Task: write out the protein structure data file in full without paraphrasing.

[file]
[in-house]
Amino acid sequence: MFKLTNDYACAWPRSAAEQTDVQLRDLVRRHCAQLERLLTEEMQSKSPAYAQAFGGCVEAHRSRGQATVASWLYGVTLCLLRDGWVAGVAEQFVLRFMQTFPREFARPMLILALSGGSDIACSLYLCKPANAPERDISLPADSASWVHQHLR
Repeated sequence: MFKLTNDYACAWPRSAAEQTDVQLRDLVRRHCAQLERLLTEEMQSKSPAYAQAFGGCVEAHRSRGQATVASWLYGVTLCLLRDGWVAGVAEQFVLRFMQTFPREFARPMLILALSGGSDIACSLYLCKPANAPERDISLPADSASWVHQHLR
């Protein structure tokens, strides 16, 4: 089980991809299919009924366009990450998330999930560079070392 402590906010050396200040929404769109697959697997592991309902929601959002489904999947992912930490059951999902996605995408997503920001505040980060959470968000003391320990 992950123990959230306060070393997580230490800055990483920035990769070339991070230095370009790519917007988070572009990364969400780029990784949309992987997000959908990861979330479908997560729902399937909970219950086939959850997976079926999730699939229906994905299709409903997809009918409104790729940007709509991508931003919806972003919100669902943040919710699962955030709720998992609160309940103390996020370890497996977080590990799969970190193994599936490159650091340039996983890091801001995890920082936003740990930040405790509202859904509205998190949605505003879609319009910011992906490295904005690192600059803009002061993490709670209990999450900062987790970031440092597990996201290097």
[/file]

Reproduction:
[in-house]
Amino acid sequence: MFKLTNDYACAWPRSAAEQTDVQLRDLVRRHCAQLERLLTEEMQSKSPAYAQAFGGCVEAHRSRGQATVASWLYGVTLCLLRDGWVAGVAEQFVLRFMQTFPREFARPMLILALSGGSDIACSLYLCKPANAPERDISLPADSASWVHQHLR
Repeated sequence: MFKLTNDYACAWPRSAAEQTDVQLRDLVRRHCAQLERLLTEEMQSKSPAYAQAFGGCVEAHRSRGQATVASWLYGVTLCLLRDGWVAGVAEQFVLRFMQTFPREFARPMLILALSGGSDIACSLYLCKPANAPERDISLPADSASWVHQHLR
């Protein structure tokens, strides 16, 4: 089980991809299919009924366009990450998330999930560079070392 402590906010050396200040929404769109697959697997592991309902929601959002489904999947992912930490059951999902996605995408997503920001505040980060959470968000003391320990 992950123990959230306060070393997580230490800055990483920035990769070339991070230095370009790519917007988070572009990364969400780029990784949309992987997000959908990861979330479908997560729902399937909970219950086939959850997976079926999730699939229906994905299709409903997809009918409104790729940007709509991508931003919806972003919100669902943040919710699962955030709720998992609160309940103390996020370890497996977080590990799969970190193994599936490159650091340039996983890091801001995890920082936003740990930040405790509202859904509205998190949605505003879609319009910011992906490295904005690192600059803009002061993490709670209990999450900062987790970031440092597990996201290097």